What happens when galaxies collide? Well, if any humans are around in about a billion years, they might find out. That’s when our Milky Way galaxy is scheduled to collide with our neighbour the Andromeda galaxy. That event will be an epic, titanic, collision. The supermassive black holes at the center of both galaxies will feast on new material and flare brightly as the collision brings more gas and dust within reach of their overwhelming gravitational pull. Where massive giant stars collide with each other, lighting up the skies and spraying deadly radiation everywhere. Right?

Maybe not. In fact, there might be no feasting at all, and hardly anything titanic about it.

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About 3% of Starlinks Have Failed So Far

Starlink
An artist's conception of Starlink in orbit. Credit: SpaceX

SpaceX has drawn plenty of praise and criticism with the creation of Starlink, a constellation that will one-day provide broadband internet access to the entire world. To date, the company has launched over 800 satellites and (as of this summer) is producing them at a rate of about 120 a month. There are even plans to have a constellation of 42,000 satellites in orbit before the decade is out.

However, there have been some problems along the way as well. Aside from the usual concerns about light pollution and Radio Frequency Interference (RFI), there is also the rate of failure these satellites have experienced. Specifically, about 3% of its satellites have proven to be unresponsive and are no longer maneuvering in orbit – which could prove hazardous to other satellites and spacecraft in orbit.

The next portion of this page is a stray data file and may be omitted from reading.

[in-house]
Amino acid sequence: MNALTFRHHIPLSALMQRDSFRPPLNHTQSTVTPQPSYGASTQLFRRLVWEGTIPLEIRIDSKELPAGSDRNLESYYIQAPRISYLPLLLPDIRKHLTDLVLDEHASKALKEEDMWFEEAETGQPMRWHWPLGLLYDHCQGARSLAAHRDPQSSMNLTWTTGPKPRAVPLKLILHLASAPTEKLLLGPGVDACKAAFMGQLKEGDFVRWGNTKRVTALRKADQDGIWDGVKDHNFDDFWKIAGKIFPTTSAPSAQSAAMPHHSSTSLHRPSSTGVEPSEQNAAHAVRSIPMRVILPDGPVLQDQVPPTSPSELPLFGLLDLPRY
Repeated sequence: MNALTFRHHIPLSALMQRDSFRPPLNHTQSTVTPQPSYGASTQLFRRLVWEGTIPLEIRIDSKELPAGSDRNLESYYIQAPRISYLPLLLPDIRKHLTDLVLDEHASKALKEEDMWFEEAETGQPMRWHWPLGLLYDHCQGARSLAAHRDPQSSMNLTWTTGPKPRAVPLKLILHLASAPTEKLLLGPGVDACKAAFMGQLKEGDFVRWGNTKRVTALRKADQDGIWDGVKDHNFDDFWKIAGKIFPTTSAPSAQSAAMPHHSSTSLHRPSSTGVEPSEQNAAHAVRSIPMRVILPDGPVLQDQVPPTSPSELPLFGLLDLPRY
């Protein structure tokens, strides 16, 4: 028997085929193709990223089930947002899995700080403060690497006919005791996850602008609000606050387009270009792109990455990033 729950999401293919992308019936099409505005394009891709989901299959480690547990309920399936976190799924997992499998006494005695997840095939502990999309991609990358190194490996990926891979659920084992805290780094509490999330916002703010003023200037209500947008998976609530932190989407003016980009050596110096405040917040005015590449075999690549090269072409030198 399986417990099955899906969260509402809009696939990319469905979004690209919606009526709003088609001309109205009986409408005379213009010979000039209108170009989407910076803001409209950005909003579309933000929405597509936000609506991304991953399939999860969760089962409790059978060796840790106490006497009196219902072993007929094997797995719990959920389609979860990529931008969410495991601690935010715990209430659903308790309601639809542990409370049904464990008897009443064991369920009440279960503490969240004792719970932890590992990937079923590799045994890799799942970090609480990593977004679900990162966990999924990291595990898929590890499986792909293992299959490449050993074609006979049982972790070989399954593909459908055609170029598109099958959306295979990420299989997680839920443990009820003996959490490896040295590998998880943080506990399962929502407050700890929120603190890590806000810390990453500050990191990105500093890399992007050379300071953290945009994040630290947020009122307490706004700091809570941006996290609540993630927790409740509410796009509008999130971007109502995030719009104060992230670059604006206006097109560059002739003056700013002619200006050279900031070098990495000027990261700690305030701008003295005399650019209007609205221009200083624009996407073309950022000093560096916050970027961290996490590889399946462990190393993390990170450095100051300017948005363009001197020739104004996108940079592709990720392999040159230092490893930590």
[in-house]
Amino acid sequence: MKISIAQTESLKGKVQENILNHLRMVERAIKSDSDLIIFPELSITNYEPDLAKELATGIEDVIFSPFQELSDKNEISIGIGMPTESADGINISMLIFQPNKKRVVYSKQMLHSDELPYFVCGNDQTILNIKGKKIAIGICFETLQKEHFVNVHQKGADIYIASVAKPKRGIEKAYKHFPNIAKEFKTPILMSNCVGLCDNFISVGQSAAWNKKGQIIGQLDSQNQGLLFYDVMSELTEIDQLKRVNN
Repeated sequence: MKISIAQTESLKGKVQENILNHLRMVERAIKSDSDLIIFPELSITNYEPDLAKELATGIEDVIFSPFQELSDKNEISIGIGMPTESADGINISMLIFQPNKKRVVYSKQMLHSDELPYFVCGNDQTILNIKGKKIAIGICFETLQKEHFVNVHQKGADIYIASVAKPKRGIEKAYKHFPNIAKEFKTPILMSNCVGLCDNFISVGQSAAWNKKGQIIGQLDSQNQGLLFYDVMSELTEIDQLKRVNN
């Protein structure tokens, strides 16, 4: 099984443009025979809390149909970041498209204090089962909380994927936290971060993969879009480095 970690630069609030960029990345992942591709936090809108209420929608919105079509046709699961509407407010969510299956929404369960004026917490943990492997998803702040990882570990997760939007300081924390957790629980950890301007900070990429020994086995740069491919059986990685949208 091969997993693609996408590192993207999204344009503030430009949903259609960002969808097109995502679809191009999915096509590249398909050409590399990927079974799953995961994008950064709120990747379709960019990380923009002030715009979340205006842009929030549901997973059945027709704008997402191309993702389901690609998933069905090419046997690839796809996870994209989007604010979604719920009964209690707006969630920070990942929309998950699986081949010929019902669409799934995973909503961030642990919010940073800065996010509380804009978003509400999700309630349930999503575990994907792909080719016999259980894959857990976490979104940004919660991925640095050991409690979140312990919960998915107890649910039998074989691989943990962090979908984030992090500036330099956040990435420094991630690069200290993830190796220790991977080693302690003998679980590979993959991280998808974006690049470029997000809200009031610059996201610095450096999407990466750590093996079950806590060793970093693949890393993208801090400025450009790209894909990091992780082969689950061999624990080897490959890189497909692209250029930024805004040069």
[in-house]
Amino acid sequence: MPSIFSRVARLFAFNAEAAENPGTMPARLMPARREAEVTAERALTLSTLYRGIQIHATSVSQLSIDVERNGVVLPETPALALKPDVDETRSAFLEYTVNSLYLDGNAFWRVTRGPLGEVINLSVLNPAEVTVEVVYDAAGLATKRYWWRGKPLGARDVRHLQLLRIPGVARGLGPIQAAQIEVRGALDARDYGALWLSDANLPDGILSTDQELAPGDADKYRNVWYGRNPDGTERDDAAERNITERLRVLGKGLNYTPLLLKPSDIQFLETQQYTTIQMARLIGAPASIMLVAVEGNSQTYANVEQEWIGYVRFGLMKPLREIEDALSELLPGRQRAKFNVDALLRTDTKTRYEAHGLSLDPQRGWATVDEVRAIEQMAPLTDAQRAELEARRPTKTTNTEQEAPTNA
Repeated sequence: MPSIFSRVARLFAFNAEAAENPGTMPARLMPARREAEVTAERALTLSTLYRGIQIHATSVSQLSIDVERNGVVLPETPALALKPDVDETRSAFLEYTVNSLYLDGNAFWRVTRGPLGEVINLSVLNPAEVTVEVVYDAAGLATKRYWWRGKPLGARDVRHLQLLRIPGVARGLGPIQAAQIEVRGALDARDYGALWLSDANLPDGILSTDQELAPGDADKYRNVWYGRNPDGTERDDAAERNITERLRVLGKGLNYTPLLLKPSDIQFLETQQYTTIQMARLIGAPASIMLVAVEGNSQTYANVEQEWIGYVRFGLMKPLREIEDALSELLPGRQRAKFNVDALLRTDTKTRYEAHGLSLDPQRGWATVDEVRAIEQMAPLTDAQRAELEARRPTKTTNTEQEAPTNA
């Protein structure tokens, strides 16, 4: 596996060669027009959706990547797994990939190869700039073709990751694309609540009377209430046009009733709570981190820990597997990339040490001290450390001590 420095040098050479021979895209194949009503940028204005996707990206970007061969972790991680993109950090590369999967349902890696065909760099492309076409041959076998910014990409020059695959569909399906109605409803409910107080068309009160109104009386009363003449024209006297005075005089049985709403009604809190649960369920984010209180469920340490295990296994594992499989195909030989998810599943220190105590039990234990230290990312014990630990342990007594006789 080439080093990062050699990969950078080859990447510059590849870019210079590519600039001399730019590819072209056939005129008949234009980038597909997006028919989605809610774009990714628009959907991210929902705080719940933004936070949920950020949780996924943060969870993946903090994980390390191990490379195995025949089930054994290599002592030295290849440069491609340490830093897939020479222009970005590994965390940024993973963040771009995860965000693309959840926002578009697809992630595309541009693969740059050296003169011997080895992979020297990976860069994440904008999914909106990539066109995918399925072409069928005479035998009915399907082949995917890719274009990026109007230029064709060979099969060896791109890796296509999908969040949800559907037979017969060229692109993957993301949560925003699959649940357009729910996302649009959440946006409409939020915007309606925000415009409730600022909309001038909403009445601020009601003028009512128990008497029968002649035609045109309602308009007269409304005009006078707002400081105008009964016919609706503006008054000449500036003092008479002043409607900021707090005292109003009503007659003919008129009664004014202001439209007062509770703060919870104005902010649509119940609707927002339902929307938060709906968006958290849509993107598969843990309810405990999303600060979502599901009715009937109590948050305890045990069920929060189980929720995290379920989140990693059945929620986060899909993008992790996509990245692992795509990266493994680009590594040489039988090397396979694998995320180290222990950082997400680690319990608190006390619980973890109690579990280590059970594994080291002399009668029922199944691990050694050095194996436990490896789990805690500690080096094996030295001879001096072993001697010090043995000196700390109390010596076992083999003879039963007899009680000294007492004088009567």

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Astronomers See the Wreckage from a Collision Between Exoplanets

RArtist’s concept illustrating a catastrophic collision between two rocky exoplanets in the planetary system BD +20 307, turning both into dusty debris. Credits: NASA/SOFIA/Lynette Cook

The history of our Solar System is punctuated with collisions. Collisions helped create the terrestrial planets and end the reign of the dinosaurs. And a massive collision between Earth and an ancient body named Theia likely created the Moon.

Now astronomers have found of evidence of a collision between two exoplanets in a distant solar system.

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Weekly Space Hangout – February 7, 2014: New Impact on Mars & A Wobbly Planet

Host: Fraser Cain
Astrojournalists: Scott Lewis, Nicole Gugliucci, Morgan Rehnberg, Brian Koberlein, Elizabeth Howell, Amy Shira Teitel, David Dickinson

This Week’s Stories!

Morgan Rehnberg (cosmicchatter.org / @cosmic_chatter):
New Mars impact crater

Nicole Gugliucci (cosmoquest.org / @noisyastronomer):
Weird Asteroid Itokawa Has a Dual Personality
Shiny new radio image of M82 (but no supernova afterglow)

David Dickinson (@astroguyz):
Venus in 2014
Progress+launches for February
Space History-Curious Artifacts Sent Into Space

Elizabeth Howell (@howellspace):
Astronomy Podcast Enters Sixth Year — And We’d Love For You To Contribute!
Super-Earths Could Be More ‘Superhabitable’ Than Planets Like Ours

Brian Koberlein (@briankoberlein); Scott Lewis (@baldastronomer); & Elizabeth Howell (@howellspace):
‘Wobbly’ Alien Planet Has Weird Seasons And Orbits Two Stars

Amy Shira Teitel (@astVintageSpace):
When galaxies collide!

Scott Lewis (@baldastronomer):
Gaia

We record the Weekly Space Hangout every Friday at 12:00 pm Pacific / 3:00 pm Eastern. You can watch us live on Google+, Universe Today, or the Universe Today YouTube page.